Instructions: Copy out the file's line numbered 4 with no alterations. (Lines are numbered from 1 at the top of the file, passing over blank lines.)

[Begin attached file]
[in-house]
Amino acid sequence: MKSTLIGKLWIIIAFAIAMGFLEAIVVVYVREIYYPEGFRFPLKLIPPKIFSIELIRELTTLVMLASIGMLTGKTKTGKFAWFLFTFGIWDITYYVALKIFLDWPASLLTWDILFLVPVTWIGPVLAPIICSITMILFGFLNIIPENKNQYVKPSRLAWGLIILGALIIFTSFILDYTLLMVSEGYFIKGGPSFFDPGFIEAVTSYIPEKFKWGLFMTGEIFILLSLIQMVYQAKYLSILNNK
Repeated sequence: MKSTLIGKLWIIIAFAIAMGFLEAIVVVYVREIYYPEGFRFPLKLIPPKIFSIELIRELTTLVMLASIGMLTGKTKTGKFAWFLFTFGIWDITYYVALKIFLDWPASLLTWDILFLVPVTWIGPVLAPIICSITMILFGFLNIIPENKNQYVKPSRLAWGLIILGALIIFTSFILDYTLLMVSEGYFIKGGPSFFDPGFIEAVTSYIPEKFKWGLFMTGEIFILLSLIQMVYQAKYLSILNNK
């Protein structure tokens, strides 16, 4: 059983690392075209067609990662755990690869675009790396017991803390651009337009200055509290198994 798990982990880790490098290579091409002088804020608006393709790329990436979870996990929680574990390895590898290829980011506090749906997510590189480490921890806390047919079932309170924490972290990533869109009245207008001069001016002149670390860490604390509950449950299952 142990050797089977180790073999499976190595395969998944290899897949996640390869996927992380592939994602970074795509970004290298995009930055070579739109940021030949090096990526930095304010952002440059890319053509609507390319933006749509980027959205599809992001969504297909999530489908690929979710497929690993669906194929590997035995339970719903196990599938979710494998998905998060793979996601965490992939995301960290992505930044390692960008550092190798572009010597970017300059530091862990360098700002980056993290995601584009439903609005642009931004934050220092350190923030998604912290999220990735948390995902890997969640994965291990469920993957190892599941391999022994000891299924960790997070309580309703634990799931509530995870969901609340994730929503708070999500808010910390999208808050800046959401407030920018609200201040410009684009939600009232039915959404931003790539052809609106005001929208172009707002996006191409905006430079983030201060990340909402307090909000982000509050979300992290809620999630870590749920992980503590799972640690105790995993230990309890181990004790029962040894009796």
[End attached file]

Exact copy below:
């Protein structure tokens, strides 16, 4: 059983690392075209067609990662755990690869675009790396017991803390651009337009200055509290198994 798990982990880790490098290579091409002088804020608006393709790329990436979870996990929680574990390895590898290829980011506090749906997510590189480490921890806390047919079932309170924490972290990533869109009245207008001069001016002149670390860490604390509950449950299952 142990050797089977180790073999499976190595395969998944290899897949996640390869996927992380592939994602970074795509970004290298995009930055070579739109940021030949090096990526930095304010952002440059890319053509609507390319933006749509980027959205599809992001969504297909999530489908690929979710497929690993669906194929590997035995339970719903196990599938979710494998998905998060793979996601965490992939995301960290992505930044390692960008550092190798572009010597970017300059530091862990360098700002980056993290995601584009439903609005642009931004934050220092350190923030998604912290999220990735948390995902890997969640994965291990469920993957190892599941391999022994000891299924960790997070309580309703634990799931509530995870969901609340994730929503708070999500808010910390999208808050800046959401407030920018609200201040410009684009939600009232039915959404931003790539052809609106005001929208172009707002996006191409905006430079983030201060990340909402307090909000982000509050979300992290809620999630870590749920992980503590799972640690105790995993230990309890181990004790029962040894009796």